Today we continue our series of weekly posts straight from The Little Red Book of Fly Fishing – a new collection of 250 nuggets of fly fishing wisdom from Kirk Deeter and the late, great Charlie Meyers. We’re lucky enough to have gotten permission to post some excerpts from the book – read on!
Our tip for the day is about watching birds to know when and where insects are hatching.
If you find this kind of this useful, you can pick up your copy of The Little Red Book of Fly Fishing right here.
Watch the Birdie
Every bluewater angler worth his salt understands the message delivered by diving flocks of seabirds. Invariably, fish are feeding just below. Oddly, many freshwater fly fishers fail to capitalize on similar signs.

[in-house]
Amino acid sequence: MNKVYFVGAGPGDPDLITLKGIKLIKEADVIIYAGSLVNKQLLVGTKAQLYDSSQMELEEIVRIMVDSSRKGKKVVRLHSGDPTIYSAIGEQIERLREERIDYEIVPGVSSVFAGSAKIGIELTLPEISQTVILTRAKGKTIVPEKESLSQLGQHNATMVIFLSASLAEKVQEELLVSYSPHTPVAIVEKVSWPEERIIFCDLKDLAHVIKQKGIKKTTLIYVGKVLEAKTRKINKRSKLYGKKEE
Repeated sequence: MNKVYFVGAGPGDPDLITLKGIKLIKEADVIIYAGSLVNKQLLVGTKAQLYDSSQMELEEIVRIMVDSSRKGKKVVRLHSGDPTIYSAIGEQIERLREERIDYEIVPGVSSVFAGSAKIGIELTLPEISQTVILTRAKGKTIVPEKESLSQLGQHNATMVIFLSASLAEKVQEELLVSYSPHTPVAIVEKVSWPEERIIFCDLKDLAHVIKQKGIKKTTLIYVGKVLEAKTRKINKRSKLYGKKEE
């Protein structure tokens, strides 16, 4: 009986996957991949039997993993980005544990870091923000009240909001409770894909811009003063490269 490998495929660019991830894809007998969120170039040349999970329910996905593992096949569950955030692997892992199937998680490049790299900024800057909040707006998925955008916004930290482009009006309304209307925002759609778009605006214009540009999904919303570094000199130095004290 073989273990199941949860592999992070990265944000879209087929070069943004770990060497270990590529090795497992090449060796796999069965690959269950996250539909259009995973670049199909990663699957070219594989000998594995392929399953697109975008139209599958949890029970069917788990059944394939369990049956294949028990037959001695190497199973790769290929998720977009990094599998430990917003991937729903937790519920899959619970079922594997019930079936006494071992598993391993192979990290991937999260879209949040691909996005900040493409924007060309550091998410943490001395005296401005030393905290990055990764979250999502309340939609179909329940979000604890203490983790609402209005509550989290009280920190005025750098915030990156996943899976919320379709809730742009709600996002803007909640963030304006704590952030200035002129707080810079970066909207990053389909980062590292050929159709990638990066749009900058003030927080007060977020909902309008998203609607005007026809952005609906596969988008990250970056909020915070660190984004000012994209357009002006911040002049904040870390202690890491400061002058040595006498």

Let’s start with an inviolate premise: Birds never lie. When you see swallows swooping low over the surface, be assured aquatic insects are about. The same applies to redwings or warblers flitting frantically in streamside bushes. Is the damselfly hatch in progress? Look for shorebirds grazing actively at water’s edge.
Birds often respond to insect hatches ahead of trout. Take a hint from a feathered friend and you’ll be ready with the right bug before the rise, adding precious minutes to that most exciting time of day.